Differential Effects of Sustained Manual Pressure Stimulation According to Site of Action

Front Neurosci. 2019 Jul 17;13:722. doi: 10.3389/fnins.2019.00722. eCollection 2019.

Abstract

Sustained pressure stimulation of the body surface has been used in several physiotherapeutic techniques, such as reflex locomotion therapy. Clinical observations of global motor responses and subsequent motor behavioral changes after stimulation in certain sites suggest modulation of central sensorimotor control, however, the neuroanatomical correlates remain undescribed. We hypothesized that different body sites would specifically influence the sensorimotor system during the stimulation. We tested the hypothesis using functional magnetic resonance imaging (fMRI) in thirty healthy volunteers (mean age 24.2) scanned twice during intermittent manual pressure stimulation, once at the right lateral heel according to reflex locomotion therapy, and once at the right lateral ankle (control site). A flexible modeling approach with finite impulse response basis functions was employed since non-canonical hemodynamic response was expected. Subsequently, a clustering algorithm was used to separate areas with differential timecourses. Stimulation at both sites induced responses throughout the sensorimotor system that could be mostly separated into two anti-correlated subsystems with transient positive or negative signal change and rapid adaptation, although in heel stimulation, insulo-opercular cortices and pons showed sustained activation. In direct voxel-wise comparison, heel stimulation was associated with significantly higher activation levels in the contralateral primary motor cortex and decreased activation in the posterior parietal cortex. Thus, we demonstrate that the manual pressure stimulation affects multiple brain structures involved in motor control and the choice of stimulation site impacts the shape and amplitude of the blood oxygenation level-dependent response. We further discuss the relationship between the affected structures and behavioral changes after reflex locomotion therapy.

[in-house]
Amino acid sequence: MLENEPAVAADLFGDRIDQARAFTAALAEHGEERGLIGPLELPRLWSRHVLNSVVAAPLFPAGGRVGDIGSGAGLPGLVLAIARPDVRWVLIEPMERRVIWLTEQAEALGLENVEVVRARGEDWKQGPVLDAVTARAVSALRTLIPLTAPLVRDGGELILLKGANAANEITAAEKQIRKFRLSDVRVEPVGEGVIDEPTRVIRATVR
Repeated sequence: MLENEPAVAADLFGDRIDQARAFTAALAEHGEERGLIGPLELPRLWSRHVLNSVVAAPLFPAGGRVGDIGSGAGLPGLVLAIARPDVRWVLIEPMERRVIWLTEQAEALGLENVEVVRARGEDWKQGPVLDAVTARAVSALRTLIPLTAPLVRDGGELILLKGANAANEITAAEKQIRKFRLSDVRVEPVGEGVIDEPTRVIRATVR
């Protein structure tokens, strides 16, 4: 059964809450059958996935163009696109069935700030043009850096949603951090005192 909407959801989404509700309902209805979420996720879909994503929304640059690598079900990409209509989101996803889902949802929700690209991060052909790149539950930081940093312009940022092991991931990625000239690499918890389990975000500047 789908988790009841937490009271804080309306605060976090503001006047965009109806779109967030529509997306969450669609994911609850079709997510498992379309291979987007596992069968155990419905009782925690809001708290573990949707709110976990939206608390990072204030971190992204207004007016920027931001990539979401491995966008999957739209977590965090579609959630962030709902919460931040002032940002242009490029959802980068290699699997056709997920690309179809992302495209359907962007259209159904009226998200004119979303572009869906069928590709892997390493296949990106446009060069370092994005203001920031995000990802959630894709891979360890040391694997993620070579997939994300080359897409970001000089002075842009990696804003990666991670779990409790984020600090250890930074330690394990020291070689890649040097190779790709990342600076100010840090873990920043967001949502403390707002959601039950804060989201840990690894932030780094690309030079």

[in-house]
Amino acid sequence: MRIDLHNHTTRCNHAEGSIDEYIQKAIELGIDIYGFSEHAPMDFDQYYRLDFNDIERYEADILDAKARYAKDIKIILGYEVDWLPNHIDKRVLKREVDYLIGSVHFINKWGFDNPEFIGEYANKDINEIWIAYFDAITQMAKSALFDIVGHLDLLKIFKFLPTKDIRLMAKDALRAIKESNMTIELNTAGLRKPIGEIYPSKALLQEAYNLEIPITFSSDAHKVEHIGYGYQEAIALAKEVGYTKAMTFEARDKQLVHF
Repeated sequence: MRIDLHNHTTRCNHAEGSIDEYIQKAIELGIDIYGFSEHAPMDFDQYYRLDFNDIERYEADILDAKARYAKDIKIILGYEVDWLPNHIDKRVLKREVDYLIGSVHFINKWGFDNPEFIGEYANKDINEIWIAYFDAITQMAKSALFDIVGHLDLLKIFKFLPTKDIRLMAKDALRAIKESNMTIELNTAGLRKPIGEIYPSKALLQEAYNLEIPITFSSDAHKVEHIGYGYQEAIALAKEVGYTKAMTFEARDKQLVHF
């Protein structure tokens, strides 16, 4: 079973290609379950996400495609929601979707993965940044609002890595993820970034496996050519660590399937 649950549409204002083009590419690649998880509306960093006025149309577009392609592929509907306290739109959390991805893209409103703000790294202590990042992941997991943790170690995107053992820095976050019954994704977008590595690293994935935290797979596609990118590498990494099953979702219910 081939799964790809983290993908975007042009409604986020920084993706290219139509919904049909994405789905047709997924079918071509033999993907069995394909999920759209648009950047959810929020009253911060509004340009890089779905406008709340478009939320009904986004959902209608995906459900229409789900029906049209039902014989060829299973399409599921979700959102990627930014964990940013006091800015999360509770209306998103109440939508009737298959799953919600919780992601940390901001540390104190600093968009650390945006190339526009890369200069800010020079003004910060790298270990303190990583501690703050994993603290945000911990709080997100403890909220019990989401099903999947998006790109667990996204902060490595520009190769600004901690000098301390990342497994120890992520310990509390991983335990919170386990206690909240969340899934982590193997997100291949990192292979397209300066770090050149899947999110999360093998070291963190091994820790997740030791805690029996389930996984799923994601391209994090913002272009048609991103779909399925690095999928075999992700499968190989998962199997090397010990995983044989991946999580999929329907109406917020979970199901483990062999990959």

Keywords: brainstem; magnetic resonance imaging; neurological rehabilitation; physical stimulation; sensorimotor cortex.